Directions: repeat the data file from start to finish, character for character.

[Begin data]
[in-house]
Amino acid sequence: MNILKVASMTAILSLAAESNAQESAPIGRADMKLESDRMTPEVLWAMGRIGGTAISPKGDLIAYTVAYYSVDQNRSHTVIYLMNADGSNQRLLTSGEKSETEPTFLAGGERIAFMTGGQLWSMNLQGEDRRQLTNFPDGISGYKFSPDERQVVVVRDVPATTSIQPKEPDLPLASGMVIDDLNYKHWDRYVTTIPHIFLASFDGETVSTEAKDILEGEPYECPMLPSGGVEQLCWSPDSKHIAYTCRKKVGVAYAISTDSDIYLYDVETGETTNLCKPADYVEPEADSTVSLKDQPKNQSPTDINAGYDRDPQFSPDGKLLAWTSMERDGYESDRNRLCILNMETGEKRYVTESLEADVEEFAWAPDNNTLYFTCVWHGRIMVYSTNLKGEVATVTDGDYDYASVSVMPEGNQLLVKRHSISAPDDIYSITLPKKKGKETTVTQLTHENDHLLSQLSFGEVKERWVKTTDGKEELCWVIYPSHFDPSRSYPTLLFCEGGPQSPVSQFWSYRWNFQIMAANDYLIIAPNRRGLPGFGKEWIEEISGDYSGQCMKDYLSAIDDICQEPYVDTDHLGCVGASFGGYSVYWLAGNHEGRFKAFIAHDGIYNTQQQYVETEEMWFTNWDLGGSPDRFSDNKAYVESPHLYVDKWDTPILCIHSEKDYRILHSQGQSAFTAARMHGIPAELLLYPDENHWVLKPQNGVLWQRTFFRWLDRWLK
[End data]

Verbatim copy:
[in-house]
Amino acid sequence: MNILKVASMTAILSLAAESNAQESAPIGRADMKLESDRMTPEVLWAMGRIGGTAISPKGDLIAYTVAYYSVDQNRSHTVIYLMNADGSNQRLLTSGEKSETEPTFLAGGERIAFMTGGQLWSMNLQGEDRRQLTNFPDGISGYKFSPDERQVVVVRDVPATTSIQPKEPDLPLASGMVIDDLNYKHWDRYVTTIPHIFLASFDGETVSTEAKDILEGEPYECPMLPSGGVEQLCWSPDSKHIAYTCRKKVGVAYAISTDSDIYLYDVETGETTNLCKPADYVEPEADSTVSLKDQPKNQSPTDINAGYDRDPQFSPDGKLLAWTSMERDGYESDRNRLCILNMETGEKRYVTESLEADVEEFAWAPDNNTLYFTCVWHGRIMVYSTNLKGEVATVTDGDYDYASVSVMPEGNQLLVKRHSISAPDDIYSITLPKKKGKETTVTQLTHENDHLLSQLSFGEVKERWVKTTDGKEELCWVIYPSHFDPSRSYPTLLFCEGGPQSPVSQFWSYRWNFQIMAANDYLIIAPNRRGLPGFGKEWIEEISGDYSGQCMKDYLSAIDDICQEPYVDTDHLGCVGASFGGYSVYWLAGNHEGRFKAFIAHDGIYNTQQQYVETEEMWFTNWDLGGSPDRFSDNKAYVESPHLYVDKWDTPILCIHSEKDYRILHSQGQSAFTAARMHGIPAELLLYPDENHWVLKPQNGVLWQRTFFRWLDRWLK